In search of new horizons and brighter career prospects, Robin and Aafke took the plunge to work abroad. The budding radiographers set sail from the Netherlands to Denmark, with their sights firmly set on an internship.
Overseas placements are a growing trend among many young people hoping to weather the economic storm by travelling to pastures new and picking up invaluable life skills along the way.
“Companies are looking for people with life experience. When you do an internship abroad, you develop more than in your own country,” explains Robin.
Aafke continues: “I think because I have an internship in another country, they can see I can adapt to another culture and country. It’s good for your resume.”
Rouzbeh, a 31-year-old engineer from Iran is in the same boat as thousands of others. He has just completed a Masters degree in Sweden, now he has finished, he is heading off to Denmark for an internship.
So do the Danes offer a more promising forecast for skilled jobhunters? Rouzbeh certainly thinks so: “In Denmark there is an open door for me to get in and prosper and develop my self.”
Our three intrepid students enrolled on Erasmus Student Mobility for Placements, a programme which gives them the chance to sample life abroad whilst totting up practical experience on their CVs.
A good bedside manner is crucial when working in a hospital and speaking the same language as the natives is a must.
As part of his internship, Robin has learned to speak Danish, a skill that will bolster his employability and help put his patients at ease: “Very old patients don’t speak English. It is good to talk their mother tongue. They feel more secure and safe when they are spoken to in their mother language.”
While private corporations can be hesitant over taking on foreign interns, this hospital is all for welcoming student exports but would they employ them?
Kim Johansen, Diagnostic Department Manager, gives his view: “If I had nobody else to hire I would be very open to hire a student from another country, after he finishes his education because I think it’s very valuable to have different aspects and different points of view to see how they solve a problem and how they are trained.”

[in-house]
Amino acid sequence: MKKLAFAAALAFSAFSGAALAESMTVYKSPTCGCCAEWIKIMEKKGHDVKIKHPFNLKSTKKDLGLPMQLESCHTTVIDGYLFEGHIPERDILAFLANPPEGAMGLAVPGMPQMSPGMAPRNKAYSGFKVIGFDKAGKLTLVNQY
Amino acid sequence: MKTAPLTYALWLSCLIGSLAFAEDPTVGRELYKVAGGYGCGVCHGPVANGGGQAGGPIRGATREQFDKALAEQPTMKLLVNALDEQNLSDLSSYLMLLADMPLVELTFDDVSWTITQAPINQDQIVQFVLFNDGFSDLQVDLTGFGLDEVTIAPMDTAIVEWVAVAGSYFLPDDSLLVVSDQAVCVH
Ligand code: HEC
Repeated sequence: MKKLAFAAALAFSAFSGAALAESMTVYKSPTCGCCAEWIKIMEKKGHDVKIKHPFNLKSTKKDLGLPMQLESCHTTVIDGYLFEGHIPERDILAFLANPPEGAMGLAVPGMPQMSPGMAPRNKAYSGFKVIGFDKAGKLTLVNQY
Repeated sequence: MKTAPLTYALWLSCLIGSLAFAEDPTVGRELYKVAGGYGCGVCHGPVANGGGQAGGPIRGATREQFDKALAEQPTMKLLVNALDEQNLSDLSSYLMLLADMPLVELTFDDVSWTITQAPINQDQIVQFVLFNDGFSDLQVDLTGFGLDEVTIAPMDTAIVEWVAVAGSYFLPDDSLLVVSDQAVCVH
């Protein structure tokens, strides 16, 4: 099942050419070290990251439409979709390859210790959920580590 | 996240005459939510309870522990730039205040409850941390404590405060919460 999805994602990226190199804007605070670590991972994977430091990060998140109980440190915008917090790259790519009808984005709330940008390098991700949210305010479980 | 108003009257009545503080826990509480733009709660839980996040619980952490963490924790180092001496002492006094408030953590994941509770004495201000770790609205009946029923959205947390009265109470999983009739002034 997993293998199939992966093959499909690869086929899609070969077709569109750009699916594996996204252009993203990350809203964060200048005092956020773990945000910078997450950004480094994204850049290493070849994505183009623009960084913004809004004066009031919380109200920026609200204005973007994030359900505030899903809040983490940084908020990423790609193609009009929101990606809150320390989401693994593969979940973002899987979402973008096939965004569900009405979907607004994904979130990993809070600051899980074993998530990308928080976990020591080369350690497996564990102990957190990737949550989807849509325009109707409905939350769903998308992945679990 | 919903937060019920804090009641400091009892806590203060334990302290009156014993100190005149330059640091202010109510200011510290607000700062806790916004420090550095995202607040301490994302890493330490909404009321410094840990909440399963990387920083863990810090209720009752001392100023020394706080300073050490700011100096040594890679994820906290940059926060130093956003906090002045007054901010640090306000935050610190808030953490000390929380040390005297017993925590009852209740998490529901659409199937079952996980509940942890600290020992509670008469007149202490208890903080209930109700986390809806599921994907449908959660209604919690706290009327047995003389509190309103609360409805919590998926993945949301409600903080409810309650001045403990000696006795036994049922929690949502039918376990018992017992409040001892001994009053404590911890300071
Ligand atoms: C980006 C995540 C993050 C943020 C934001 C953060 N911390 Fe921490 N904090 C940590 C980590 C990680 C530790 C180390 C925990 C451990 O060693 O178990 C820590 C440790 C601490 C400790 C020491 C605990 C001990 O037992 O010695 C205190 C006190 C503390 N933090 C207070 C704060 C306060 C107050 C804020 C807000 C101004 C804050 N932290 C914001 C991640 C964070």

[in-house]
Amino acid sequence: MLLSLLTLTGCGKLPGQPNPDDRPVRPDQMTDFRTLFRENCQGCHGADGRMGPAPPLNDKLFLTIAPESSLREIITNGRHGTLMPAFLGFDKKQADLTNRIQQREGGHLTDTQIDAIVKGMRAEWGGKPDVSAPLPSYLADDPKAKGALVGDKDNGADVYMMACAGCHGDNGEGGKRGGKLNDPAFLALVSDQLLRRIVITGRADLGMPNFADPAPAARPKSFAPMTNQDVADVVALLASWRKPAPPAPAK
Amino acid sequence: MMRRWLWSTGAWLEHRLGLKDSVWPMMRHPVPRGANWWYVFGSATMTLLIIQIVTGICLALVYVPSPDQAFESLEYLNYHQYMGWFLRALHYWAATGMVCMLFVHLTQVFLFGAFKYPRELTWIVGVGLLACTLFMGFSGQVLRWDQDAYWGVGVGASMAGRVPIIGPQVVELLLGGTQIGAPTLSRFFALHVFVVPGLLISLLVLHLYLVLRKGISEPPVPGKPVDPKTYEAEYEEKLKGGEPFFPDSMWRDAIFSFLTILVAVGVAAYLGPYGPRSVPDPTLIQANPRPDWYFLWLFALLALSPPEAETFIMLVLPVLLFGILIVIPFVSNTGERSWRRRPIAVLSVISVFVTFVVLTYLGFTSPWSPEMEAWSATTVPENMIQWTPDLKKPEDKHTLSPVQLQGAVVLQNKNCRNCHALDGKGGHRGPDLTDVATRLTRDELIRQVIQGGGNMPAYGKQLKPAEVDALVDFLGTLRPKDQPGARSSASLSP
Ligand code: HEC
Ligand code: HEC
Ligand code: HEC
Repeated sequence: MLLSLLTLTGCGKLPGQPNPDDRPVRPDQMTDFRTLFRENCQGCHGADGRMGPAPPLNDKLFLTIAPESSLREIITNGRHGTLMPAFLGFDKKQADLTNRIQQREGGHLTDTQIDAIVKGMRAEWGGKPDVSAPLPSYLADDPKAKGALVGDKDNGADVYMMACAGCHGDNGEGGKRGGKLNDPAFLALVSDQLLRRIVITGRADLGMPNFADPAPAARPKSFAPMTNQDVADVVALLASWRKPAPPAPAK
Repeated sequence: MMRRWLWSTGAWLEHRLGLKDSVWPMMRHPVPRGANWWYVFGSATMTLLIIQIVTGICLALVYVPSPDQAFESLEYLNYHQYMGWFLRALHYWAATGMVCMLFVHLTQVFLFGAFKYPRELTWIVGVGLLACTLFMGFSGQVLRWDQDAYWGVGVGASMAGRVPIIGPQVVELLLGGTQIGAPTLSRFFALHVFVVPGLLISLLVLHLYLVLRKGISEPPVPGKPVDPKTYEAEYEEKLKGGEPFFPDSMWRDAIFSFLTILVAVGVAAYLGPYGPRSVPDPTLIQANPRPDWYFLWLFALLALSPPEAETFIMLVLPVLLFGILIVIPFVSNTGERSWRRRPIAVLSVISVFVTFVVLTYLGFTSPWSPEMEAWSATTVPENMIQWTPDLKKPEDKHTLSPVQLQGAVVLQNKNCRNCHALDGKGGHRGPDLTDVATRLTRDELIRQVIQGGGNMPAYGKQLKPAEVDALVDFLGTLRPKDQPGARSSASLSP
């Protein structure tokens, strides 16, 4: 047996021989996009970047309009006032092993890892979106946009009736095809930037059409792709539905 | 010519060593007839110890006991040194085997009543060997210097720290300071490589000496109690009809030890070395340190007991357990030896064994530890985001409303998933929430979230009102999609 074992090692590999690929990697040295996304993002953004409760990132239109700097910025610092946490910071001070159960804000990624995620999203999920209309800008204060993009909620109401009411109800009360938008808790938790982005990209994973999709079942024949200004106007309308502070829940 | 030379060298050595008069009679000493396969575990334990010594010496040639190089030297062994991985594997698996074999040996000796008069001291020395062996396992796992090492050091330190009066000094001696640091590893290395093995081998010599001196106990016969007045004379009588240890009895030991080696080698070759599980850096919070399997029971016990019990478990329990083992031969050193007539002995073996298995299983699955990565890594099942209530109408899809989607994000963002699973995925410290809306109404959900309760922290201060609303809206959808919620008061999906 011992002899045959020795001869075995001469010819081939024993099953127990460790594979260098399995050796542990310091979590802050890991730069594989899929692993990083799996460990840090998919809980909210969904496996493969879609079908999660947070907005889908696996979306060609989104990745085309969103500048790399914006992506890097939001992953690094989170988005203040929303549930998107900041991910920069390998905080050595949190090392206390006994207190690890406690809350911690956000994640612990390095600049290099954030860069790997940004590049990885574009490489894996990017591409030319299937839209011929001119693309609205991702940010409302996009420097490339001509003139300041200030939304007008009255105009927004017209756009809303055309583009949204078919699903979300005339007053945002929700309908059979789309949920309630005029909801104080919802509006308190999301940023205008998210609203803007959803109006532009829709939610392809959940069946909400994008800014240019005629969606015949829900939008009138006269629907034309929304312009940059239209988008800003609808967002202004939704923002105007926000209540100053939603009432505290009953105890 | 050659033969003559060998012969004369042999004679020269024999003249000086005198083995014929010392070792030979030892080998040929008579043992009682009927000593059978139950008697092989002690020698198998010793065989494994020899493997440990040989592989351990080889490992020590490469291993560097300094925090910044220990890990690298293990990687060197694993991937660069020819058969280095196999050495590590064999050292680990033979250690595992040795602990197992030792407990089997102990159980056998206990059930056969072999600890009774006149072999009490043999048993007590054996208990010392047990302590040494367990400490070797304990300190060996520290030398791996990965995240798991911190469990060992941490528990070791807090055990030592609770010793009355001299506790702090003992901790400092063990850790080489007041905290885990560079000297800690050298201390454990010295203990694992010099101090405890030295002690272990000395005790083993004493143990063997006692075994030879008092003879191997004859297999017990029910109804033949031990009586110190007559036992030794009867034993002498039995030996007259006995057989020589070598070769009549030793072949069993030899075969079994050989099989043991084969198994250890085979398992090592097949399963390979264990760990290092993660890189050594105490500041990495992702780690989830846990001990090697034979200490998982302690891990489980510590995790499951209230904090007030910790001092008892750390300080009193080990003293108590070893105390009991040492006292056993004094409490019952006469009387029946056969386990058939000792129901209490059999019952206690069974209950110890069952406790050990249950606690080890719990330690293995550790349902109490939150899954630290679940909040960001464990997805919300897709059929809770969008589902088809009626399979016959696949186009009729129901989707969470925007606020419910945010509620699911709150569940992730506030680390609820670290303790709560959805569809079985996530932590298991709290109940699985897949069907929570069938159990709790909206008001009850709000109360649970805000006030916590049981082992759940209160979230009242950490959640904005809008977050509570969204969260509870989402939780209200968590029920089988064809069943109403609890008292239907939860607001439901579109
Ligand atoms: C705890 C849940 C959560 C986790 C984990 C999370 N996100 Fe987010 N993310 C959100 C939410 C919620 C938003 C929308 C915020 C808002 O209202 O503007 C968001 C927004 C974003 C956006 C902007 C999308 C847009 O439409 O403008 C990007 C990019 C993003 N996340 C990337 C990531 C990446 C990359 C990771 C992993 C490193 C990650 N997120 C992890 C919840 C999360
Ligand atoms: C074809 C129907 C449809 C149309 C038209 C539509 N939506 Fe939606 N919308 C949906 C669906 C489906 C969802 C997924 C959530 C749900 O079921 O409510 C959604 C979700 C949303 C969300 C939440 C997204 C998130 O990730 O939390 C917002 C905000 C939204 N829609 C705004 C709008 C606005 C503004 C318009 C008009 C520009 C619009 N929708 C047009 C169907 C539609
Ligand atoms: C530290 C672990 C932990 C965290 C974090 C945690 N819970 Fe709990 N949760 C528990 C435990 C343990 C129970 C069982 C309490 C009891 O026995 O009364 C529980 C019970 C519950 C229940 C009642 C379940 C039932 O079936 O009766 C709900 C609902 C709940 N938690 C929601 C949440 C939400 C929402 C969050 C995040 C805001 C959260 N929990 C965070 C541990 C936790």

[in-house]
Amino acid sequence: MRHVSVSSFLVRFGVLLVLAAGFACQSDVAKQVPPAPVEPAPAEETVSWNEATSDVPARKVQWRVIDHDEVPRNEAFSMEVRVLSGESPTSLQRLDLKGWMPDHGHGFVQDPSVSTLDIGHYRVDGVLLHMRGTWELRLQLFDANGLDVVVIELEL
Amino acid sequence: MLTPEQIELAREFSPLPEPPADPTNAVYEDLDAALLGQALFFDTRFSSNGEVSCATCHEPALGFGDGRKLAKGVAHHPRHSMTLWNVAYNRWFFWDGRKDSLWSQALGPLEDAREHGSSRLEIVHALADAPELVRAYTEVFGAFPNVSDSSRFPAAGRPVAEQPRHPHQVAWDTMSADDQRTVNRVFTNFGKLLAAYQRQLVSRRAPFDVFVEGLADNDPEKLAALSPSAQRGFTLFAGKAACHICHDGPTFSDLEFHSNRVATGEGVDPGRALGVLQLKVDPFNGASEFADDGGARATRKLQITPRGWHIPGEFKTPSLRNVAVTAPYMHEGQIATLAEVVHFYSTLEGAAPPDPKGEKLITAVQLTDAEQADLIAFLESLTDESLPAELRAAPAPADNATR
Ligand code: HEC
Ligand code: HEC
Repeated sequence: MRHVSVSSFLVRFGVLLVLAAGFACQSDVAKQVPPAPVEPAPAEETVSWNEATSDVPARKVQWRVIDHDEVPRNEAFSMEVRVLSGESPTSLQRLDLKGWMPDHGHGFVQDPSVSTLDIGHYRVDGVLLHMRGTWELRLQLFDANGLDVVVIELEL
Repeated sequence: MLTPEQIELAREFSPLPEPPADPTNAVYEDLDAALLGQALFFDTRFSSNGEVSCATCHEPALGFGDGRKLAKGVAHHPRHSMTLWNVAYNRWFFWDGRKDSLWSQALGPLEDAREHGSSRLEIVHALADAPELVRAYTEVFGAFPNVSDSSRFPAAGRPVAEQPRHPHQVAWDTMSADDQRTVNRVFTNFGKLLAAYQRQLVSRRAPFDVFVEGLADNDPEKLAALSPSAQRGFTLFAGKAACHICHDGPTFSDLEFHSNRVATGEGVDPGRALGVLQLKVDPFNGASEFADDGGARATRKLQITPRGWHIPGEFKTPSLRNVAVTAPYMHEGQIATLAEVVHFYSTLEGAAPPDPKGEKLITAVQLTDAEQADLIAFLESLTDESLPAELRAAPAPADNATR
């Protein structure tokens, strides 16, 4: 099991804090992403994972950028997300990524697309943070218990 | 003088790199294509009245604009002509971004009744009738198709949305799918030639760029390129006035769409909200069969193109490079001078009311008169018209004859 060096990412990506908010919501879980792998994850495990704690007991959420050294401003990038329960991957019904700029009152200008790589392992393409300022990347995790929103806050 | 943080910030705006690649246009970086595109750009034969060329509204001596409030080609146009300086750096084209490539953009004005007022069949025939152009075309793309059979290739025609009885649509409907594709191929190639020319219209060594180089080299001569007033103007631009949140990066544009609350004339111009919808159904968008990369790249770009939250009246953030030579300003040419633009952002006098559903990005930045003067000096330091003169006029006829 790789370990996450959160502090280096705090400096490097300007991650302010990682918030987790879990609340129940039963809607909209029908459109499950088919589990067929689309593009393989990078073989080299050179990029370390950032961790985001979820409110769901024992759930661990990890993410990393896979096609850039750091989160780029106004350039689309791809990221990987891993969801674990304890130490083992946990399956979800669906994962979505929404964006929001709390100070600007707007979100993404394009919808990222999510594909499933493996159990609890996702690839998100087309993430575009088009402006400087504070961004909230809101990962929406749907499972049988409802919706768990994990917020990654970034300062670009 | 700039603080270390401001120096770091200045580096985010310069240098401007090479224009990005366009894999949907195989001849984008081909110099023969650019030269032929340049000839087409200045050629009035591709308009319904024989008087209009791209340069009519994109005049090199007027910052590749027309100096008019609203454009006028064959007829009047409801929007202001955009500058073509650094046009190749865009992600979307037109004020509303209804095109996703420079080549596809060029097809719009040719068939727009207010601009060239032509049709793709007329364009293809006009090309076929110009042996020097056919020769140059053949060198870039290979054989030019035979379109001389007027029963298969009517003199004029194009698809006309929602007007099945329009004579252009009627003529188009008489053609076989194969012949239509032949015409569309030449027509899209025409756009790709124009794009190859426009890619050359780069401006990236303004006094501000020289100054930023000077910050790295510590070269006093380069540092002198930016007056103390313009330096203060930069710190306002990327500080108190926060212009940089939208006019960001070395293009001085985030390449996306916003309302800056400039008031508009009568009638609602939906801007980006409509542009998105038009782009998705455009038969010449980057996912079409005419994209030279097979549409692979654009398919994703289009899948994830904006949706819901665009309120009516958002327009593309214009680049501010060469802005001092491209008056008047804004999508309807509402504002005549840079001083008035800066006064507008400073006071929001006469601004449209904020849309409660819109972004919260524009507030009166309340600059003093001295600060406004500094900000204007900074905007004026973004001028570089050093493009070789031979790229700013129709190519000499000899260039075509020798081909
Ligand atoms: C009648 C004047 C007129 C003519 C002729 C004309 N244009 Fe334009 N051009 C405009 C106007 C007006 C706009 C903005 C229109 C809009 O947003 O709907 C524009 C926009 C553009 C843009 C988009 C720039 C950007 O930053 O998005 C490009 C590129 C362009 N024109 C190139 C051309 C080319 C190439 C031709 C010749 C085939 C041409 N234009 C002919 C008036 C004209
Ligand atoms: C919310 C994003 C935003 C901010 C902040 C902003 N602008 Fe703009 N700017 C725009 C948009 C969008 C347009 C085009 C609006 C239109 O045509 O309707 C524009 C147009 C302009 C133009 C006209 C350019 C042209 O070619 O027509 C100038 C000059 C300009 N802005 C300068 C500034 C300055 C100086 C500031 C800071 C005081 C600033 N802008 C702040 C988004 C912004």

It is fair to say, the culture shock from going to live in Denmark, is minimal. However, while both countries have a lot in common, the experience of living in a foreign country with lots of little differences, gives interns the chance to develop in all sorts of ways.
Aafke is one student who does not want to travel too far from home: “If there is a possibility to go outside Holland and there are job opportunities of course I will look into it but not too far, in Germany or Denmark because I am already here.”
For Roozbeh, getting any kind of European experience under his belt is worthwhile.
At the moment, he is interning at the Danish Building research Institute, working on ventilation and energy saving projects.
The institute has close ties with the building industry and regularly takes on students from foreign countries.
Rouzbeh talked to euronews about the benefits of internships in Europe: “I don’t have any job experience in Europe but with this institute which has correlation with industries and companies, I can get to know the work environment in Europe so I can increase my chances of getting a job.”
From 2010-2011, more than 40,000 higher education students did traineeships abroad within the Eramus for Enterprise Programme.
In 2014 the European Commission plans to launch ‘Erasmus for All’, a new programme which should give five million people the opportunity to study or work abroad. So if you don’t want to miss the boat, sign up to embark on new adventures abroad.